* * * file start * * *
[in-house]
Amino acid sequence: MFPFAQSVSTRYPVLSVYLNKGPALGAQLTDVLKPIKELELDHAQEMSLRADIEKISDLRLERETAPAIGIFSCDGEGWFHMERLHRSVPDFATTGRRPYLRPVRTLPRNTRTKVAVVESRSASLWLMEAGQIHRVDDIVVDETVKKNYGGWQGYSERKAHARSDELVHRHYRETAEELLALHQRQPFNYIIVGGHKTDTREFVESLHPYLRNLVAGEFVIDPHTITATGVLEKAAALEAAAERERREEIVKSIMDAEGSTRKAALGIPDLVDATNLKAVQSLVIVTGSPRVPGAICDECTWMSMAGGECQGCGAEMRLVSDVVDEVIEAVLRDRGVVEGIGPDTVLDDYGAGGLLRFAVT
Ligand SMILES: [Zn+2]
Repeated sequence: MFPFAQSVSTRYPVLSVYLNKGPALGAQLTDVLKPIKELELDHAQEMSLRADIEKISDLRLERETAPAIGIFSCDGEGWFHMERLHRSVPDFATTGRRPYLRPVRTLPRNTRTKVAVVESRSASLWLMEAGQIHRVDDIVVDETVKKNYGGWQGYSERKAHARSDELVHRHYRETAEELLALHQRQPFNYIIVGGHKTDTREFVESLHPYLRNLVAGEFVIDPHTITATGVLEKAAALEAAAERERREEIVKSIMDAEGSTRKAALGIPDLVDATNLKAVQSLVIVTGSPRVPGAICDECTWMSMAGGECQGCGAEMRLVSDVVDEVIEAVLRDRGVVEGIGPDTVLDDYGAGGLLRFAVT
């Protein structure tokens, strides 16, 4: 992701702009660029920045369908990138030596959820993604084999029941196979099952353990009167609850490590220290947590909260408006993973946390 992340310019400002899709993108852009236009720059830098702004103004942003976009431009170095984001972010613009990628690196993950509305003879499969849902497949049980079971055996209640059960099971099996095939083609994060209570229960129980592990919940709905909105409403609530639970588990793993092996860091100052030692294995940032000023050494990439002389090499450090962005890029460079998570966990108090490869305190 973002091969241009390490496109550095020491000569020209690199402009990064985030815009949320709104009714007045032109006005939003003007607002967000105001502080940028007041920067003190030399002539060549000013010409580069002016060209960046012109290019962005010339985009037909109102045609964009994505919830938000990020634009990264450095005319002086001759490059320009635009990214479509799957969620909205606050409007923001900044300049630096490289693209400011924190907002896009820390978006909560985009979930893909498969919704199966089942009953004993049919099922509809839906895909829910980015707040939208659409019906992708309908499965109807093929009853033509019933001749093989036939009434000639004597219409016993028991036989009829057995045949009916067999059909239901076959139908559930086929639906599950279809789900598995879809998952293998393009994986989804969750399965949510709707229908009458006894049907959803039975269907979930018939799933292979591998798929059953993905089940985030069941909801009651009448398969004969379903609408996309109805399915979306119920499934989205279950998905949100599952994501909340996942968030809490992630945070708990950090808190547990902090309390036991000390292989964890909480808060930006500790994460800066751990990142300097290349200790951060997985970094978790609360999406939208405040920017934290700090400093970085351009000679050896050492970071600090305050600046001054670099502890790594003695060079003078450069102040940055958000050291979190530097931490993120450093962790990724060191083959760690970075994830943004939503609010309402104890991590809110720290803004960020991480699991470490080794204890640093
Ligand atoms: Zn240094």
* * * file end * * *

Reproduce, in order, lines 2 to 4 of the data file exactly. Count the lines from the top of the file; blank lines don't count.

Amino acid sequence: MFPFAQSVSTRYPVLSVYLNKGPALGAQLTDVLKPIKELELDHAQEMSLRADIEKISDLRLERETAPAIGIFSCDGEGWFHMERLHRSVPDFATTGRRPYLRPVRTLPRNTRTKVAVVESRSASLWLMEAGQIHRVDDIVVDETVKKNYGGWQGYSERKAHARSDELVHRHYRETAEELLALHQRQPFNYIIVGGHKTDTREFVESLHPYLRNLVAGEFVIDPHTITATGVLEKAAALEAAAERERREEIVKSIMDAEGSTRKAALGIPDLVDATNLKAVQSLVIVTGSPRVPGAICDECTWMSMAGGECQGCGAEMRLVSDVVDEVIEAVLRDRGVVEGIGPDTVLDDYGAGGLLRFAVT
Ligand SMILES: [Zn+2]
Repeated sequence: MFPFAQSVSTRYPVLSVYLNKGPALGAQLTDVLKPIKELELDHAQEMSLRADIEKISDLRLERETAPAIGIFSCDGEGWFHMERLHRSVPDFATTGRRPYLRPVRTLPRNTRTKVAVVESRSASLWLMEAGQIHRVDDIVVDETVKKNYGGWQGYSERKAHARSDELVHRHYRETAEELLALHQRQPFNYIIVGGHKTDTREFVESLHPYLRNLVAGEFVIDPHTITATGVLEKAAALEAAAERERREEIVKSIMDAEGSTRKAALGIPDLVDATNLKAVQSLVIVTGSPRVPGAICDECTWMSMAGGECQGCGAEMRLVSDVVDEVIEAVLRDRGVVEGIGPDTVLDDYGAGGLLRFAVT